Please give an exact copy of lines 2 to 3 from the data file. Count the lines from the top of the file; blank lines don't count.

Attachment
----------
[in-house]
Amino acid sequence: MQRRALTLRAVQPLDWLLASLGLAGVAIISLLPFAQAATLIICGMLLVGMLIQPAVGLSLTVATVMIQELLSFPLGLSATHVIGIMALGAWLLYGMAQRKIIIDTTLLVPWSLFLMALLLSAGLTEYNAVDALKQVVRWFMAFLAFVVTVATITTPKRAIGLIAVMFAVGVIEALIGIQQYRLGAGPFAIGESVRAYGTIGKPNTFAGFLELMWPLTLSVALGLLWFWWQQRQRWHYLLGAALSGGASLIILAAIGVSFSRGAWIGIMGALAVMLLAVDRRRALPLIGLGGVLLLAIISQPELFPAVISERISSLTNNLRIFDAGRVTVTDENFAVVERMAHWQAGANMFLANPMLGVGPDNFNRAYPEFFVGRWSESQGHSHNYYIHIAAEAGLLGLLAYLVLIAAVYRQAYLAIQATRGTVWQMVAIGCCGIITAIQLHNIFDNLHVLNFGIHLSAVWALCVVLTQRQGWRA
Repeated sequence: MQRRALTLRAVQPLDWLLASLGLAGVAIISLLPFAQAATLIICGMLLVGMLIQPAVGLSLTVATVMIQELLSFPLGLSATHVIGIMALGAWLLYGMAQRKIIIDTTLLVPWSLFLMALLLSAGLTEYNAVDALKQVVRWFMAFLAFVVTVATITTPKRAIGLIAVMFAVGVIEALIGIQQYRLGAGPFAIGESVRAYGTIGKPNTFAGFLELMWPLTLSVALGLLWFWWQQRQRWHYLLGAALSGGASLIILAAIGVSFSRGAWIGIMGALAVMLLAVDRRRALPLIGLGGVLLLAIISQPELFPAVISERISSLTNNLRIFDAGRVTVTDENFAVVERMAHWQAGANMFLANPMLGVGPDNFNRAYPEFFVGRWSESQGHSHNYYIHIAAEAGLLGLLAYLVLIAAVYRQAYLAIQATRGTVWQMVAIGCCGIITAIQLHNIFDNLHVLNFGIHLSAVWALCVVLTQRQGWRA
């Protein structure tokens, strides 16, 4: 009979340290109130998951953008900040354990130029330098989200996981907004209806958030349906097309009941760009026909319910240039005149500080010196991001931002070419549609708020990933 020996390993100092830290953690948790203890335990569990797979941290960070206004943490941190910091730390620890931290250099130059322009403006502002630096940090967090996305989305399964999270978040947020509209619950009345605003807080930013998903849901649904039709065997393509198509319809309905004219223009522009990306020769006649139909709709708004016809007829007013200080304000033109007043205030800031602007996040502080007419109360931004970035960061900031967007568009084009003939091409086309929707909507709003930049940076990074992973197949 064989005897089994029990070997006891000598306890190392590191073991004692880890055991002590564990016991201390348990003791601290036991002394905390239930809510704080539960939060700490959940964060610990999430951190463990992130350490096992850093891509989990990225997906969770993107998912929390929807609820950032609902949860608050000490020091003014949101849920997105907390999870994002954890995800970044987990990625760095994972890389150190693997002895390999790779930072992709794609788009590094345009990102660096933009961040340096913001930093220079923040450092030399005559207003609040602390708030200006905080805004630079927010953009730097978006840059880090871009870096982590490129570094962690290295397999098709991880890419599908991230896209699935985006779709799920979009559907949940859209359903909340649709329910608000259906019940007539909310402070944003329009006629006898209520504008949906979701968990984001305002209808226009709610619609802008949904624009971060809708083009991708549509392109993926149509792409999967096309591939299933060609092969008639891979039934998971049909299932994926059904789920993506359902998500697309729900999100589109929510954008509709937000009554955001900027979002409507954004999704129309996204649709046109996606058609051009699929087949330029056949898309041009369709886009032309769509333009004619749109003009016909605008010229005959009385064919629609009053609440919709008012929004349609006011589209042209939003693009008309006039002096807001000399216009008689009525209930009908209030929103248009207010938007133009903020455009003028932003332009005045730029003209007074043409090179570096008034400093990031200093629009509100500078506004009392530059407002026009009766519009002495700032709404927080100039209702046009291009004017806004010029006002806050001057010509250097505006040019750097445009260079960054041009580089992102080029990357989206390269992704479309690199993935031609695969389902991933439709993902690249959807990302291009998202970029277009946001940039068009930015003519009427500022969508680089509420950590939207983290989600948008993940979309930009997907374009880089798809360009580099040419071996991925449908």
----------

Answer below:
Amino acid sequence: MQRRALTLRAVQPLDWLLASLGLAGVAIISLLPFAQAATLIICGMLLVGMLIQPAVGLSLTVATVMIQELLSFPLGLSATHVIGIMALGAWLLYGMAQRKIIIDTTLLVPWSLFLMALLLSAGLTEYNAVDALKQVVRWFMAFLAFVVTVATITTPKRAIGLIAVMFAVGVIEALIGIQQYRLGAGPFAIGESVRAYGTIGKPNTFAGFLELMWPLTLSVALGLLWFWWQQRQRWHYLLGAALSGGASLIILAAIGVSFSRGAWIGIMGALAVMLLAVDRRRALPLIGLGGVLLLAIISQPELFPAVISERISSLTNNLRIFDAGRVTVTDENFAVVERMAHWQAGANMFLANPMLGVGPDNFNRAYPEFFVGRWSESQGHSHNYYIHIAAEAGLLGLLAYLVLIAAVYRQAYLAIQATRGTVWQMVAIGCCGIITAIQLHNIFDNLHVLNFGIHLSAVWALCVVLTQRQGWRA
Repeated sequence: MQRRALTLRAVQPLDWLLASLGLAGVAIISLLPFAQAATLIICGMLLVGMLIQPAVGLSLTVATVMIQELLSFPLGLSATHVIGIMALGAWLLYGMAQRKIIIDTTLLVPWSLFLMALLLSAGLTEYNAVDALKQVVRWFMAFLAFVVTVATITTPKRAIGLIAVMFAVGVIEALIGIQQYRLGAGPFAIGESVRAYGTIGKPNTFAGFLELMWPLTLSVALGLLWFWWQQRQRWHYLLGAALSGGASLIILAAIGVSFSRGAWIGIMGALAVMLLAVDRRRALPLIGLGGVLLLAIISQPELFPAVISERISSLTNNLRIFDAGRVTVTDENFAVVERMAHWQAGANMFLANPMLGVGPDNFNRAYPEFFVGRWSESQGHSHNYYIHIAAEAGLLGLLAYLVLIAAVYRQAYLAIQATRGTVWQMVAIGCCGIITAIQLHNIFDNLHVLNFGIHLSAVWALCVVLTQRQGWRA